"Revolution 909" is followed by "Da Funk", which carries elements of funk and acid music.[8] According to Andrew Asch of the Boca Raton News, the song's composition "relies on a bouncy funk guitar to communicate its message of dumb fun."[9] Bangalter expressed that "Da Funk"'s theme involved the introduction of a simple, unusual element that becomes acceptable and moving over time.[10] Sal Cinquemani of Slant Magazine complimented the song as "unrelenting",[11] and Bob Gajarsky of Westnet called it "a beautiful meeting of Chic (circa "Good Times", sans vocals) and the 90s form of electronica."[12] The song appeared on the soundtrack for the 1997 film The Saint and was placed at number 18 on Pitchfork Media's "Top 200 Tracks of the 1990s" list.[13] "Phoenix" combines elements of gospel music and house music.[2] The duo considered "Fresh" to be breezy and light with a comical structure.[14] Ian Mathers of Stylus Magazine criticized the song, stating that it "doesn’t feel like the beach just because of the lapping waves heard in the background."[15]

The single "Around the World" carries influences of Gershon Kingsley's hit "Popcorn".[8] Its music video was directed by the Academy Award-winning French filmmaker Michel Gondry, who compared the track's bassline to that of "Good Times" by Chic.[16] Chris Power of BBC Music named it "one of the decade’s catchiest singles". He stated that it was "a perfect example of Daft Punk’s sound at its most accessible: a post-disco boogie bassline, a minimalist sprinkling of synthetic keyboard melody and a single, naggingly insistent hook."[17] Ian Mathers of Stylus Magazine commented that "there is no way you’d want to have a Homework without 'Around The World'."[15] The track "Teachers" is a tribute to several of Daft Punk's house music influences, including future collaborators Romanthony, DJ Sneak and Todd Edwards.[18] The song "Oh Yeah" features DJ Deelat and DJ Crabbe. "Indo Silver Club" features a sample of "Hot Shot" by Karen Young.[4] Prior to its inclusion on Homework, "Indo Silver Club" was released as a single on the Soma Quality Recordings label in two parts.[19] The single lacked an artist credit in the packaging[19] and was thought to have been created by the nonexistent producers Indo Silver Club.[20] The final track, "Funk Ad", is a reversed clip of "Da Funk".[2]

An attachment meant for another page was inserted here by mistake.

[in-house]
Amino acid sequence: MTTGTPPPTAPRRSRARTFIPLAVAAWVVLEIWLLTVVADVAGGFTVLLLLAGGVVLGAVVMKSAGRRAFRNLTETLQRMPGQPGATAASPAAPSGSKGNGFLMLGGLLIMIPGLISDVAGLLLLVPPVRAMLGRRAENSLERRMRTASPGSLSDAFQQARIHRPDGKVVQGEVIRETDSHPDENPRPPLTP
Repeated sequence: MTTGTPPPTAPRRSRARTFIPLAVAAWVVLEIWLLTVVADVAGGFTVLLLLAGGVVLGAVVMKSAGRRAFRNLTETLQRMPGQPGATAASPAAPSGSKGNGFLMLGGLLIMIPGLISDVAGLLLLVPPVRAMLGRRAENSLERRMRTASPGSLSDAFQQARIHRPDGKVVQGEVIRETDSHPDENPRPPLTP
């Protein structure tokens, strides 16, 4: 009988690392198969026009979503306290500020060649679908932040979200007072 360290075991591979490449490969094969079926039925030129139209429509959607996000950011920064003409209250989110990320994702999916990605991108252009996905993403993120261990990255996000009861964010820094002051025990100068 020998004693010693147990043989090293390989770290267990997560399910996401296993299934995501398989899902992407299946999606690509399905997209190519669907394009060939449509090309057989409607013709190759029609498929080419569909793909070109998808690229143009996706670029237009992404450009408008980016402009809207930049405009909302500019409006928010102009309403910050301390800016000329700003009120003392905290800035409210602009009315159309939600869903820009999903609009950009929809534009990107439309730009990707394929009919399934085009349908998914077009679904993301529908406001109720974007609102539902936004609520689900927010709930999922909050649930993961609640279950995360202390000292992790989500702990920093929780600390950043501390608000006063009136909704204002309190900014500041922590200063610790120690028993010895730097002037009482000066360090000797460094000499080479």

Track listing

Standard Edition
No. Title Length
1. "Daftendirekt" 2:44
2. "WDPK 83.7 FM" 0:28
3. "Revolution 909" 5:35
4. "Da Funk" 5:28
5. "Phoenix" 4:57
6. "Fresh" 4:04
7. "Around the World" 7:09
8. "Rollin' & Scratchin'" 7:28
9. "Teachers" 2:53
10. "High Fidelity" 6:02
11. "Rock 'N Roll" 7:33
12. "Oh Yeah" 2:01
13. "Burnin'" 6:54
14. "Indo Silver Club" 4:34
15. "Alive" 5:16
16. "Funk Ad" 0:51
Total length: 73:53